Workers’ compensation differs from state to state; however, at its root every comp system provides for wage replacement and medical benefits when an employee gets hurt at work, without regard for what happened. (Families also get death benefits when an employee dies as a result of a work-related incident.) The system depends on a basic trade-off: In return for a limitation on payments, injured employees and dead employee’s estates cannot sue the employer or co-workers.

Workers’ compensation developed as a mandatory system in the United States about 100 years ago, in response to industrialization and a realization that the

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More Thoughts on Using Attorneys

October 12, 2015

My friend Robert Fleming is a Tucson elder law attorney. He writes too. His platform is the Legal Issues Newsletter, which he has been writing on a weekly basis for more than 22 years. (Truth be told, he’s only written 857 of the 880 articles.)

Last week and this week Robert wrote When You Need to Talk with a Lawyer and Handling Your Own Legal Work – Without a Lawyer, respectively. They’re fine pieces, and worth your time! I share them here to use them as a jumping off point for some additional thinking about attorneys, time, and fees.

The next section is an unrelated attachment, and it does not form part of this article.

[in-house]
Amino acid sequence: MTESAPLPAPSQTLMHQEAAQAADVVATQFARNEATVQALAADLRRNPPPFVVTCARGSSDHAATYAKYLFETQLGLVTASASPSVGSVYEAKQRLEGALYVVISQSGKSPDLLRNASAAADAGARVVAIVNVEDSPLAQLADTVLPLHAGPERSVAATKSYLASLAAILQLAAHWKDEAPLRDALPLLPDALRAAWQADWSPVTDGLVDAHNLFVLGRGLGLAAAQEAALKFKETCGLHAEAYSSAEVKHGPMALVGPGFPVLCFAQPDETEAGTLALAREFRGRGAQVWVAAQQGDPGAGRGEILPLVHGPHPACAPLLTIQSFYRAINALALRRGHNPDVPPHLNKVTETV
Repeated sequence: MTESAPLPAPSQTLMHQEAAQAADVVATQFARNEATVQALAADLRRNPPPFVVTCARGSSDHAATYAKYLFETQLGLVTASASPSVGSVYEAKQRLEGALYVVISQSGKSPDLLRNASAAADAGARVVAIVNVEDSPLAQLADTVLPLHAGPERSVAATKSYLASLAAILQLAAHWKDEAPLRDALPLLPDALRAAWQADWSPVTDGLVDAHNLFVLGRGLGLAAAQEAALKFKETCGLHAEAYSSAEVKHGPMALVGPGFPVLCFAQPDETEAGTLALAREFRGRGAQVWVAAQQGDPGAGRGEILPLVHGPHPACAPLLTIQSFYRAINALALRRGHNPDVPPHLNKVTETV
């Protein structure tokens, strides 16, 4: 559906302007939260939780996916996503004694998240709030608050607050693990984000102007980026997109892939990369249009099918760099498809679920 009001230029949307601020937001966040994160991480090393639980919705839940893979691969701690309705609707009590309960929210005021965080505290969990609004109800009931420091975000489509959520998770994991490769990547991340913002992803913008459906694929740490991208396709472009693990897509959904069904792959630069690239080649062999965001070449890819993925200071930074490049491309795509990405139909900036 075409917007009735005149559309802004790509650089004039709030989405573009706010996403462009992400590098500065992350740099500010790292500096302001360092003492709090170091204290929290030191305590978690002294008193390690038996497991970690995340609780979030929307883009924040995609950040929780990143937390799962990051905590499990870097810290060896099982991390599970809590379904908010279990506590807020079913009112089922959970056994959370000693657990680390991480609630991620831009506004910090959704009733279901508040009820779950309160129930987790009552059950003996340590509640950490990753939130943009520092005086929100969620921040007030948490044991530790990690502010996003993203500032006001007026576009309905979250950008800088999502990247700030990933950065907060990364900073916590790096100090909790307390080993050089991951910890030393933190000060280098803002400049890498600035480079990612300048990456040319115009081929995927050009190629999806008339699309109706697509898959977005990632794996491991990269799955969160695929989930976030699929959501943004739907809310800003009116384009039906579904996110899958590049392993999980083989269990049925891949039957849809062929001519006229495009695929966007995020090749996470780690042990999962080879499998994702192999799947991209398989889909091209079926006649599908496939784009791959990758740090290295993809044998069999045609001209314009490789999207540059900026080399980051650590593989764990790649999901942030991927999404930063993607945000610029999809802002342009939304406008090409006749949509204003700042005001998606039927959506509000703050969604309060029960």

Fees are certainly a major barrier to establishing an attorney-client relationship. Businesses budget for legal services, and wealthy people know

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The U.S. Supreme Court, 2015-16 Term

October 4, 2015

First Monday in October is upon us. Tomorrow, the U. S. Supreme Court begins its 2015-16 Term. Here at Mark Rubin Writes we will follow the Court once again, relying heavily on SCOTUSblog.com and many other resources.

Adam Liptak’s Supreme Court Prepares to Take on Politically Charged Cases for the New York Times, today, provides an excellent overview of the coming Term. I noted in particular his three paragraphs about partisanship, relying on Neal Devins, a law professor at William & Mary. Here they are:

‘This coming term will again put into focus that the court is divided along partisan lines and that the 2016 presidential elections will be hugely consequential in shaping constitutional and other law for perhaps